Friday, March 30, 2012

DC Universe: Legacies by Len Wein art by Various artists YP FIC WEIN

See the entire DC universe’s grand super history through the eyes of everyman Paul Lincoln.  From the start of the mystery men to the modern era, Legacies shows every major DC event worth showing.  This hugely packed edition also includes loads of extra short comics that call out standouts from the DC history.

This is a MUST read for DC comics fans.  It is a short primer of every major DC period form the Golden Age to non-hero comics to Silver Age to the relevant 70s, the grim and gritty 80s and 90s, and ending with the modern DC.  Especially since DC has rebooted everything, this makes a great way to take an informal tour through DC history.  Best yet is the art, which is done by artists from the respective periods that the book covers.  Hardcore fans will get lots of great references, but newbies will enjoy the scope and scale even if they wonder at all the references.  Fortunately we have the DC Comics Encyclopedia (Call number 741.50973 DC) if you want to dig deeper.  If you enjoy this, definitely check out the brilliant take on 1960s Marvel comics from the eye of a normal man, Marvels by Kurt Busiek and artist Alex Ross (YP FIC BUSIEK).  

Check our catalog for Legacies here.

Wednesday, March 28, 2012

Tina’s Mouth: an Existential Comic Diary by Keshni Kashyap Illustrated by Mari Araki YP FIC KASHYAP

Read through the pages of Tina Malhotra’s existential diary, a high school assignment to answer the all-consuming question: who am I? Well, for Tina it’s complicated.  She’s a non-religious East Indian-American, she’s looking for a use for her mouth, she’s in love with the father of existentialism Jean Paul Sartre, and she’s about to learn more about herself and life then she ever thought possible in one year.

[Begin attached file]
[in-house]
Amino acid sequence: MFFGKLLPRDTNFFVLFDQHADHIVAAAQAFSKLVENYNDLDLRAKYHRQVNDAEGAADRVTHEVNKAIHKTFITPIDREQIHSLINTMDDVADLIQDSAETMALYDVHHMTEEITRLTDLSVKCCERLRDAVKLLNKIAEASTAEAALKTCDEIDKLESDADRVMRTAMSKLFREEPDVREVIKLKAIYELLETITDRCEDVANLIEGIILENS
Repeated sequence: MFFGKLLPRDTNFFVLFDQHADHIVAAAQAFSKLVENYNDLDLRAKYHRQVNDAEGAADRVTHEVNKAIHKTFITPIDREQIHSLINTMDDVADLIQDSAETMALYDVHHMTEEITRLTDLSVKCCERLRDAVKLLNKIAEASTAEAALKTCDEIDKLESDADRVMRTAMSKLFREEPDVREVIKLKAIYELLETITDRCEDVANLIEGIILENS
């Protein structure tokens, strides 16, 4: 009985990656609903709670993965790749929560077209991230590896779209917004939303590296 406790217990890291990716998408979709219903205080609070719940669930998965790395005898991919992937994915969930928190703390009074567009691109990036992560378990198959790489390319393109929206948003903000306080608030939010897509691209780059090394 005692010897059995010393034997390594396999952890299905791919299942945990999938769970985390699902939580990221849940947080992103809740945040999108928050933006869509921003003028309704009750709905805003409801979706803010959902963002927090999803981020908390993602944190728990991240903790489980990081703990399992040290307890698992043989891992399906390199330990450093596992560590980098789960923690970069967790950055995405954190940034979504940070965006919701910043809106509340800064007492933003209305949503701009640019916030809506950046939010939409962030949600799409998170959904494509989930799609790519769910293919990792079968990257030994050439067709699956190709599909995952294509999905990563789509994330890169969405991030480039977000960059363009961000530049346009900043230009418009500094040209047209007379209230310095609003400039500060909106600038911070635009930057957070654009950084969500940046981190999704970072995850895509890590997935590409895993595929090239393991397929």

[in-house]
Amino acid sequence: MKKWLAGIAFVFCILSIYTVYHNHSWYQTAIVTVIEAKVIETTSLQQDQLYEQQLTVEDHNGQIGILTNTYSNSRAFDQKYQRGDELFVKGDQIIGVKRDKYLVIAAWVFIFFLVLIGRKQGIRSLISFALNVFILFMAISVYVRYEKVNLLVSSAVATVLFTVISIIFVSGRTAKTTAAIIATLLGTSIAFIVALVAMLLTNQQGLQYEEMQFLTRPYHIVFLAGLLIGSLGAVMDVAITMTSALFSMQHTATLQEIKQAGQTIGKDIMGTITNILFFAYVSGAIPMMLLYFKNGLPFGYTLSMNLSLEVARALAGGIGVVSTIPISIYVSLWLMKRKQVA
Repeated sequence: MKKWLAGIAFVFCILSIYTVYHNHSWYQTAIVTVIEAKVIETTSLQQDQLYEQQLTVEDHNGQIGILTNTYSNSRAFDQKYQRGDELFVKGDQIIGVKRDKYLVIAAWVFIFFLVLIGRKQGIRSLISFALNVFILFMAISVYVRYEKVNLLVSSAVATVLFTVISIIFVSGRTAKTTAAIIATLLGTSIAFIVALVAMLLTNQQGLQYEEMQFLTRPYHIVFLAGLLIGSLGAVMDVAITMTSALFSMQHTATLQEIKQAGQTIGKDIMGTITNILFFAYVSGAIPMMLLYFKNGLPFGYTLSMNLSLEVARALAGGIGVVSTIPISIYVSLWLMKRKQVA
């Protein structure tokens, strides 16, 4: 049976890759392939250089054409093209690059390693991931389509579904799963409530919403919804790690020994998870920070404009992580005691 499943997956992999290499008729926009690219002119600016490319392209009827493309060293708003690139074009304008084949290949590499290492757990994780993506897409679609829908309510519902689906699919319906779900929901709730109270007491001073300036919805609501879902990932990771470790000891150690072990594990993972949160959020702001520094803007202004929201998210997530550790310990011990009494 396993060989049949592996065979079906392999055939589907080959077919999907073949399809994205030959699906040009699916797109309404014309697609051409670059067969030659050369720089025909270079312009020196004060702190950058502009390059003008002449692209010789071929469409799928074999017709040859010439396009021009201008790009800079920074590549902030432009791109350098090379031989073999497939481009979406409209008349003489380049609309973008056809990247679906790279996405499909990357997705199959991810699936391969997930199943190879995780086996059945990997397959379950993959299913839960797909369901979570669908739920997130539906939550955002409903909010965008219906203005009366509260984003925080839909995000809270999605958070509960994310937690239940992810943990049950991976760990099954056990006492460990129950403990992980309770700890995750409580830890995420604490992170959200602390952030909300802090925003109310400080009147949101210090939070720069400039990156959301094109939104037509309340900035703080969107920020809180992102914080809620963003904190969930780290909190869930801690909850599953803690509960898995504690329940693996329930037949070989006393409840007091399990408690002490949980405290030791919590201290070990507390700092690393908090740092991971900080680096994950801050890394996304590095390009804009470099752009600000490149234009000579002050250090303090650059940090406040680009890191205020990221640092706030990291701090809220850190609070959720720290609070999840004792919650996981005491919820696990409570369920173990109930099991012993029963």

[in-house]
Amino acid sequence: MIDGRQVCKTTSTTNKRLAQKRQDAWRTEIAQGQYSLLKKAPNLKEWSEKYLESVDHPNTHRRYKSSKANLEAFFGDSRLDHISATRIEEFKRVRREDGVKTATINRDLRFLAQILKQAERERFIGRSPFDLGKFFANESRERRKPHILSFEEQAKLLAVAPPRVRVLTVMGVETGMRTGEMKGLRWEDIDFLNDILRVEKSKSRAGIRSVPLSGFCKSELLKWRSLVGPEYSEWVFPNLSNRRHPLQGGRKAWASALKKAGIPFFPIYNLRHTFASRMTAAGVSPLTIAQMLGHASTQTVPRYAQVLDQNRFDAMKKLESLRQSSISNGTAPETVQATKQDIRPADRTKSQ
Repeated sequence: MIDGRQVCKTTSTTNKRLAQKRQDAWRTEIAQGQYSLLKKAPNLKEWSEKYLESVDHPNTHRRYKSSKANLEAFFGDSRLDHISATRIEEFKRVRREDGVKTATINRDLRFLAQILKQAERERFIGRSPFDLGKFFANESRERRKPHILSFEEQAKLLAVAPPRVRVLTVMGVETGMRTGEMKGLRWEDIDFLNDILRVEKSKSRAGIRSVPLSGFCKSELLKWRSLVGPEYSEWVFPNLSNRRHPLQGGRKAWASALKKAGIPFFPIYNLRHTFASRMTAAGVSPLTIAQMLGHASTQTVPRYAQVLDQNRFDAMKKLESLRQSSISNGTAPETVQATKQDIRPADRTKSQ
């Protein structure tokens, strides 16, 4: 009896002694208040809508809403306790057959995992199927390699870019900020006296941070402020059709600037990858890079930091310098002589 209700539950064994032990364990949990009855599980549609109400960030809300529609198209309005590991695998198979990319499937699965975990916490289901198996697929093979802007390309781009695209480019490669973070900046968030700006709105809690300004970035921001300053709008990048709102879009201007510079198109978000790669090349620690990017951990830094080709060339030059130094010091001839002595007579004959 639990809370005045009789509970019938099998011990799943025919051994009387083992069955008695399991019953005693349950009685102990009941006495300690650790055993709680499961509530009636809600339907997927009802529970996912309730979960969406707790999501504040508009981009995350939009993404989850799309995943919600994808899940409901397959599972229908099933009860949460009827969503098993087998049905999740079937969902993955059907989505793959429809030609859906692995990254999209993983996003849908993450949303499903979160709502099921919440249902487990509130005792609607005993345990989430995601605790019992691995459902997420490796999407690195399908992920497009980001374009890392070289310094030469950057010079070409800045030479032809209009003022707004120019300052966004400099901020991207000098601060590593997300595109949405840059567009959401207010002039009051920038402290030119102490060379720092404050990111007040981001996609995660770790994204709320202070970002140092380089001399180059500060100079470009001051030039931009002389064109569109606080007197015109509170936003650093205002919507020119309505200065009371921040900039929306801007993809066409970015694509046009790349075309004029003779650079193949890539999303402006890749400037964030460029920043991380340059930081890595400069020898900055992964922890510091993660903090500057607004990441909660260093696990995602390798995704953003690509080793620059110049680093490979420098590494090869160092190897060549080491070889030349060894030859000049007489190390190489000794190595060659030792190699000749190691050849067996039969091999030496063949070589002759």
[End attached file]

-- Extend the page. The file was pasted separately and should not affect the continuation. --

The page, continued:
Think a high school, demented, profound, slightly profane, edgy, existential Diary of a Wimpy Kid with a totally awesomely out there female protagonist and you start to see the appeal of Tina’s Mouth.  The book is marketed as a good companion to the graphic novel Persepolis by Marjane Satrapi (YP FIC SATRAPI or DVD PERSEPOL), but it really is quite a stretch.  Both are about young women coming of age and both are quite good, but that’s the only comparison point.  Mari Araki makes a great artist for the book.  The designs are simple and you can really believe the book is written and drawn by an artistically-inclined, inward-seeking teenage girl.  That leads to some of the books weaknesses.  Tina’s views on life, love, friendship, and cliques are witty and feel honest, but hardly groundbreaking or original.  The fact that this feels like it is a honest look at high school means that much of the ground covered has been covered (and sometimes better) by plenty of YA novels.  The saving grace is that this is a graphic novel diary and that elevates the occasionally unoriginal material to something fresh and new.  Not for all comic fans, but if you want something funny and unique in your comics this is a good, quick read.

Check our catalog for Tina’s Mouth here.

The Silence of Our Friends by Mark Long and Jim Demonakos Illustrated by Nate Powell YP FIC LONG

"In the end, we will remember not the words of our enemies...but the silence of our friends." Dr. Martin Luther King Jr.

Mark Long was just 11 years old in 1967.  His world seemed so simple until the night his father covered a protest that led to the death of a police officer and fraudulent murder charges for five African-American students.  Now Mark’s family faces social isolation, hatred, and danger if his father tells the truth in court.  A tale of friendship, loyalty, and courage in the face of bigotry, hatred, and racism.